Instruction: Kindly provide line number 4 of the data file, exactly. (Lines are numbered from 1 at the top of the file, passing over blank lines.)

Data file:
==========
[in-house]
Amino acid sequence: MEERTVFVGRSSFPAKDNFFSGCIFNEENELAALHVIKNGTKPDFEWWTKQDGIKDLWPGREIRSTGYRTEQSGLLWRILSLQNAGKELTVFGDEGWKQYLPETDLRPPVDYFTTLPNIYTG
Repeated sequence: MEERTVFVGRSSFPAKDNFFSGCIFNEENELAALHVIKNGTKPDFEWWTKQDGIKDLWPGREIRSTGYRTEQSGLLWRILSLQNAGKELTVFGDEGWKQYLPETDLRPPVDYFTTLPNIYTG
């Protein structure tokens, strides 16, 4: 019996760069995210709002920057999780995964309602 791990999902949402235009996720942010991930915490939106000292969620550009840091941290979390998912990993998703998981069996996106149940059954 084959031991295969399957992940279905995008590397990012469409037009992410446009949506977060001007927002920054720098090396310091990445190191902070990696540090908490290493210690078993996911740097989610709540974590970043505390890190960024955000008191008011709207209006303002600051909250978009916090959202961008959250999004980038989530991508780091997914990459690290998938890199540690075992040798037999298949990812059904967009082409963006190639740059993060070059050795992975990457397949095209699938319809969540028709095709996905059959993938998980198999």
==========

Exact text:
């Protein structure tokens, strides 16, 4: 019996760069995210709002920057999780995964309602 791990999902949402235009996720942010991930915490939106000292969620550009840091941290979390998912990993998703998981069996996106149940059954 084959031991295969399957992940279905995008590397990012469409037009992410446009949506977060001007927002920054720098090396310091990445190191902070990696540090908490290493210690078993996911740097989610709540974590970043505390890190960024955000008191008011709207209006303002600051909250978009916090959202961008959250999004980038989530991508780091997914990459690290998938890199540690075992040798037999298949990812059904967009082409963006190639740059993060070059050795992975990457397949095209699938319809969540028709095709996905059959993938998980198999």